• Staff Report


Nippon Ishin no Kai (Japan Restoration Party) Secretary General Ichiro Matsui has ruled out cooperating with the Democratic Party of Japan in the runup to July’s Upper House poll, citing differences over the DPJ’s left-leaning educational policy, but he indicated Nippon Ishin may be willing to support Your Party candidates.

Matsui, the Osaka governor, made the remarks Monday after DPJ Secretary General Goshi Hosono said he wanted to explore election cooperation with Nippon Ishin in order to prevent the Liberal Democratic Party-New Komeito ruling coalition from gaining a majority in the chamber. Half of the 242 Upper House seats will be up for grabs in July.

The LDP-New Komeito ruling bloc, which trounced the DPJ in the Dec. 16 Lower House poll and secured a comfortable majority, has a combined 102 seats in the Upper House, while the DPJ has 87, Nippon Ishin has three and Your Party has 11.

“It’s clear that unless the DPJ and Nippon Ishin cooperate, the LDP will benefit,” Hosono told reporters in Tokyo.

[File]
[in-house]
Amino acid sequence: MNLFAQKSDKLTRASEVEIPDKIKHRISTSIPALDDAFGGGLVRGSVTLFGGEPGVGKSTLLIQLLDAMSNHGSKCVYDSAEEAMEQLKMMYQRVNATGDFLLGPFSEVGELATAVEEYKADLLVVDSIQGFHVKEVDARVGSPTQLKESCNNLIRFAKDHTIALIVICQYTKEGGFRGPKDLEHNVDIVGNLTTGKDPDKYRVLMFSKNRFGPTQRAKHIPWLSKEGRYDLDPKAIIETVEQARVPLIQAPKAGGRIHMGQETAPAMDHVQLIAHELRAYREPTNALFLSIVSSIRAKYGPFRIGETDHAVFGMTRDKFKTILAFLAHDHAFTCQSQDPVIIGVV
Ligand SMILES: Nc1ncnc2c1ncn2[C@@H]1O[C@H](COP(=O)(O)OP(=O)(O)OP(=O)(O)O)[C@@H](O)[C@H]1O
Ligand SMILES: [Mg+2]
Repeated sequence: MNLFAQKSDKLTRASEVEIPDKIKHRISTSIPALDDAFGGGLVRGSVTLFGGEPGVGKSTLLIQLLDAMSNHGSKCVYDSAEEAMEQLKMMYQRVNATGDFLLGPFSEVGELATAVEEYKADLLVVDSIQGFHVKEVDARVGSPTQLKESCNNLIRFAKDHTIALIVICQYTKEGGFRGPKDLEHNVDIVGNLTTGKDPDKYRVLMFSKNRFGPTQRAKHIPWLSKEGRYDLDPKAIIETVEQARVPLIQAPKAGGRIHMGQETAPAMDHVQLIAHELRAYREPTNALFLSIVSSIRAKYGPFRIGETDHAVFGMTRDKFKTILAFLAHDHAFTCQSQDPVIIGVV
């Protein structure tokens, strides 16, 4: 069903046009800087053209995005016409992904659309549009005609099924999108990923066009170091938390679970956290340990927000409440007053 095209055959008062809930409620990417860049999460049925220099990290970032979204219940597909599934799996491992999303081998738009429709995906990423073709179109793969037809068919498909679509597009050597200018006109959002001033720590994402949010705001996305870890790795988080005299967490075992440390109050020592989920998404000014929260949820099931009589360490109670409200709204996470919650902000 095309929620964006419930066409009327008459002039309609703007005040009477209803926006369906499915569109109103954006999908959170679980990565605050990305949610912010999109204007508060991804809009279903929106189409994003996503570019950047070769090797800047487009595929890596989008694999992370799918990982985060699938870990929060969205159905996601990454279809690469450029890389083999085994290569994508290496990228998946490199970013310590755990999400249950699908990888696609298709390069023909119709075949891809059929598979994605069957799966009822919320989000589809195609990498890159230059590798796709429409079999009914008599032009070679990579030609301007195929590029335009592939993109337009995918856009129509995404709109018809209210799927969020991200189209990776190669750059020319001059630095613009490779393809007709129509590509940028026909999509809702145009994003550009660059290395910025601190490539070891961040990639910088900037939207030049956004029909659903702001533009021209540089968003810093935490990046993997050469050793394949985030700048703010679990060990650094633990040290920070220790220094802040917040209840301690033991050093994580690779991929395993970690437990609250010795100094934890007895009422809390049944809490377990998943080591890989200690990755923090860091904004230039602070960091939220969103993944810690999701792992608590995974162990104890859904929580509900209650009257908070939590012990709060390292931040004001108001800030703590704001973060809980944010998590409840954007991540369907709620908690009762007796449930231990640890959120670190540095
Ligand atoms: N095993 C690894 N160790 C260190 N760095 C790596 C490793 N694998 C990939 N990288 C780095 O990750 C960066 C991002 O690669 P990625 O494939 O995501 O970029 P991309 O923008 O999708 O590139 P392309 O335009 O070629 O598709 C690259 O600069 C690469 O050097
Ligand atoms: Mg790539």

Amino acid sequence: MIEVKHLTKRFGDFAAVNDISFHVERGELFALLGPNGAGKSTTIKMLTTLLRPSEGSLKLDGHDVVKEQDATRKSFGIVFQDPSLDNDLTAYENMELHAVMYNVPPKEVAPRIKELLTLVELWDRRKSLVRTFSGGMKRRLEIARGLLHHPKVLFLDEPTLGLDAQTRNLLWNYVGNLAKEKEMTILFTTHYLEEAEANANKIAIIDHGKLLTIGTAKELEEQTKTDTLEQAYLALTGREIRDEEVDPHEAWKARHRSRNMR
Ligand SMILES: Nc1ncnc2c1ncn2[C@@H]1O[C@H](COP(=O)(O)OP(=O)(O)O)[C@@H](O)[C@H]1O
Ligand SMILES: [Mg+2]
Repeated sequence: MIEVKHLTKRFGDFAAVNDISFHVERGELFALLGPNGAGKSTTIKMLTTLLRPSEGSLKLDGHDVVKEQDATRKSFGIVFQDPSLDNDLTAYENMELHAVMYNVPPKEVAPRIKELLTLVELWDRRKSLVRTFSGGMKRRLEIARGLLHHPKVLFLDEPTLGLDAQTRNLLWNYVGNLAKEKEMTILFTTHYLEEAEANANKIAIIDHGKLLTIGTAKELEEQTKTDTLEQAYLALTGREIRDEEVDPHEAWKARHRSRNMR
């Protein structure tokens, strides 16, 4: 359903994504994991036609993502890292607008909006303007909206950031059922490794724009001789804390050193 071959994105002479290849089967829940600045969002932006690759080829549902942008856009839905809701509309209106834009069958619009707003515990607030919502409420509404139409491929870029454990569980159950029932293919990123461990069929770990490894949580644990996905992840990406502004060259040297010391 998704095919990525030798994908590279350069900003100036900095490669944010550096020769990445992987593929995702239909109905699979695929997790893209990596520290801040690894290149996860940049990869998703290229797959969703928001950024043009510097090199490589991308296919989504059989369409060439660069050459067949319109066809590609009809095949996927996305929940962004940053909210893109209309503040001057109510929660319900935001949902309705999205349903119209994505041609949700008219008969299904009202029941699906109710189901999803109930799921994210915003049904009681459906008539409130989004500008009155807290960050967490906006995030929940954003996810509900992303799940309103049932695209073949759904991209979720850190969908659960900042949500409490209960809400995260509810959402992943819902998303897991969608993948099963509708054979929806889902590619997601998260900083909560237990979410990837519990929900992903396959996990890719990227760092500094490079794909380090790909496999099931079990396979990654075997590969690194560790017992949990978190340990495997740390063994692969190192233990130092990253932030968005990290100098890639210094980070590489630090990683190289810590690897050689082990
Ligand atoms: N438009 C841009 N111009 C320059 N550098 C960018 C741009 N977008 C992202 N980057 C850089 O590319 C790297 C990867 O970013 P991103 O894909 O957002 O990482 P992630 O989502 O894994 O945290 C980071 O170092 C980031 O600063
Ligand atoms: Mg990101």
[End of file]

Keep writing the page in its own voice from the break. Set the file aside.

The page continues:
But Matsui, speaking in Osaka, ruled out any DPJ-Nippon Ishin cooperation, citing the presence of Azuma Koshiishi, chairman of the DPJ caucus in the Upper House.

Koshiishi is a former member of the Japan Teachers’ Union, whose educational philosophy is left-leaning and something probusiness Nippon Ishin strongly opposes. In Osaka, the union fought hard against a prefectural ordinance backed by Matsui and Osaka Mayor Toru Hashimoto, the party’s deputy leader, requiring teachers to stand when the “Kimigayo” national anthem is sung at school ceremonies.

The ordinance, the first in the nation, was passed in June 2011 when Hashimoto was governor.

In addition, the teachers union opposes efforts by Matsui and Hashimoto to recruit public school principals from outside the educational bureaucracy.

“Cooperation with the DPJ is impossible because of differences in education policy,” said Matsui.

However, he added some form of cooperation with Your Party prior to the election was possible, given the two parties have similar platforms. “If it’s more beneficial to back Your Party candidates, we won’t stick with fielding Nippon Ishin candidates in the same electoral districts,” Matsui said.